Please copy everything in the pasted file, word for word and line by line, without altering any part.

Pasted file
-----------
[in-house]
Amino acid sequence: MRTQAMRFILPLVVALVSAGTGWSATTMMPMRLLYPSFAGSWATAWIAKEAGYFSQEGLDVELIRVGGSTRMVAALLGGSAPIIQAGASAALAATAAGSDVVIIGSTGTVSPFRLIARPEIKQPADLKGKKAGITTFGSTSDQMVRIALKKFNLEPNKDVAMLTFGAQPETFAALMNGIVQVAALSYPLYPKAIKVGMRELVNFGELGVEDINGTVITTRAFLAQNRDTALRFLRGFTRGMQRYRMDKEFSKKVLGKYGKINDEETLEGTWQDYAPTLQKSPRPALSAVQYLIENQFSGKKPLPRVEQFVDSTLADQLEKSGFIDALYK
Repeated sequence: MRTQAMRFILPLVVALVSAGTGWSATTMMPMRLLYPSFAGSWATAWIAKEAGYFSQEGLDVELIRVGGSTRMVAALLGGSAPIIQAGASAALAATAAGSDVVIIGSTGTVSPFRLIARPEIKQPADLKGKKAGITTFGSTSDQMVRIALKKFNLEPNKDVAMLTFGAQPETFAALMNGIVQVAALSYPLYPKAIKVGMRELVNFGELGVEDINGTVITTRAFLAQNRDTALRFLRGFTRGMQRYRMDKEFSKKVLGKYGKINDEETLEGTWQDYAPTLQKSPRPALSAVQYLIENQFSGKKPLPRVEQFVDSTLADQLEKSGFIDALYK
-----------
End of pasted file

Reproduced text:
[in-house]
Amino acid sequence: MRTQAMRFILPLVVALVSAGTGWSATTMMPMRLLYPSFAGSWATAWIAKEAGYFSQEGLDVELIRVGGSTRMVAALLGGSAPIIQAGASAALAATAAGSDVVIIGSTGTVSPFRLIARPEIKQPADLKGKKAGITTFGSTSDQMVRIALKKFNLEPNKDVAMLTFGAQPETFAALMNGIVQVAALSYPLYPKAIKVGMRELVNFGELGVEDINGTVITTRAFLAQNRDTALRFLRGFTRGMQRYRMDKEFSKKVLGKYGKINDEETLEGTWQDYAPTLQKSPRPALSAVQYLIENQFSGKKPLPRVEQFVDSTLADQLEKSGFIDALYK
Repeated sequence: MRTQAMRFILPLVVALVSAGTGWSATTMMPMRLLYPSFAGSWATAWIAKEAGYFSQEGLDVELIRVGGSTRMVAALLGGSAPIIQAGASAALAATAAGSDVVIIGSTGTVSPFRLIARPEIKQPADLKGKKAGITTFGSTSDQMVRIALKKFNLEPNKDVAMLTFGAQPETFAALMNGIVQVAALSYPLYPKAIKVGMRELVNFGELGVEDINGTVITTRAFLAQNRDTALRFLRGFTRGMQRYRMDKEFSKKVLGKYGKINDEETLEGTWQDYAPTLQKSPRPALSAVQYLIENQFSGKKPLPRVEQFVDSTLADQLEKSGFIDALYK